EDMONTON — Alberta’s municipal affairs minister says while next month’s provincial budget will be difficult, the days of off-loading all the pain onto towns and cities are over.
“We’re not going to put all the pain on their backs,” said Doug Griffiths following a speech to members of the Alberta Urban Municipalities Association at a downtown hotel Thursday.
“It was so easy before in previous budgets when you found a (revenue) low, you just cut all infrastructure from the province and you cut funding for the municipalities,” he said. “Then you could continue to fund health care and education.”
But Griffiths said the budget will reflect the reality that growth pressures faced by the province are matched in towns and cities.
“The investments that they’re going to need to make are just as critical,” he said.
Premier Alison Redford’s government will deliver its 2013-14 budget on March 7.
Redford has warned Albertans it will be a hold-the-line document or worse, given that falling oil prices are expected to cut $13 billion in expected oil and gas revenues to about $7 billion.
The province is trying to keep the operating side of the budget in balance while taking on debt to pay for some infrastructure projects.
The Opposition Wildrose party says that is reckless, given that Alberta already spends 50 per cent more per capita on infrastructure than similar provinces. The party is urging Redford to prioritize projects and draw some out over longer timelines.
That’s not the answer, said Griffiths. He told AUMA members that with 100,000 people moving to Alberta every year, a go-slow plan would just penalize families and “balance the books on the backs of kids that need schools (and) communities that need health care.”
Wildrose Leader Danielle Smith’s party is proposing a 10-year plan that would deliver $48 billion in capital spending while avoiding long-term debt and making sure municipalities are paid first.
Redford’s plan is simply not working, said Smith, who was also at the event.
“Every time this government puts something in the budget, it seems like the municipalities have to wait on pins and needles to see whether it’s going to get clawed back the next year,” said Smith.
“I don’t think that’s fair to our mayors. I don’t think it’s fair to our municipalities. And that’s why we think it can be done differently.”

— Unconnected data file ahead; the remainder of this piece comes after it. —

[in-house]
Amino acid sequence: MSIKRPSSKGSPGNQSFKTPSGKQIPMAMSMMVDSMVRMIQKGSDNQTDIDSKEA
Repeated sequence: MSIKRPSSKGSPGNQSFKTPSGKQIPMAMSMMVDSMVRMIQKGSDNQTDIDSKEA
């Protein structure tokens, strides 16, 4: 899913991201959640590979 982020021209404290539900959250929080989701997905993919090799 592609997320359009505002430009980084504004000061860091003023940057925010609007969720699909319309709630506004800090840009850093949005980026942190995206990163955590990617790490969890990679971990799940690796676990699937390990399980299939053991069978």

AUMA president Linda Sloan said predictable funding is the key.
“A large number of municipalities now rely on borrowing to do the infrastructure renewal,” she said.
“The grants are just not flexible and have not always been sustainable.”
In a speech to AUMA members, Sloan pointed out Alberta has a $24-billion infrastructure deficit in a province that has 10 of Canada’s 15 fastest-growing communities.
Sloan said the oilsands region of Wood Buffalo has seen a 42 per cent population bump in the last five years. There was $180 million worth of new construction in Lloydminster alone last year.
Liberal critic Laurie Blakeman says Griffiths’ department is failing because of unequal funding formulas and policies that penalize the two-thirds of the population who live in Calgary and Edmonton.
“Edmonton and Calgary should have much more decision-making powers. They’re carrying most of the load of what the provincial government used to provide,” said Blakeman.
Redford herself was to have spoken to AUMA members, but had to cancel due to illness.
Griffiths said Redford has been fighting the flu.
Griffiths’ speech was part of an ongoing government information campaign to let Albertans know that the price spread between the North American benchmark for oil and what Alberta is getting for its oilsands product has wreaked unexpected havoc on the provincial bottom line.
Critics have countered that the Tories under Redford and under former premier Ed Stelmach have simply been bad money managers for relying too heavily on the roller-coaster prices of oil to pay for day-to-day operations.
Their case got a boost from an unexpected quarter Thursday. Former Alberta Tory finance minister Ted Morton, in a Calgary newspaper editorial, said Redford’s plan to take on debt while continuing to pump the ground dry of oil is a recipe for disaster.
“No family or business can simultaneously sell assets and borrow at the same time, at least not for long,” wrote Morton.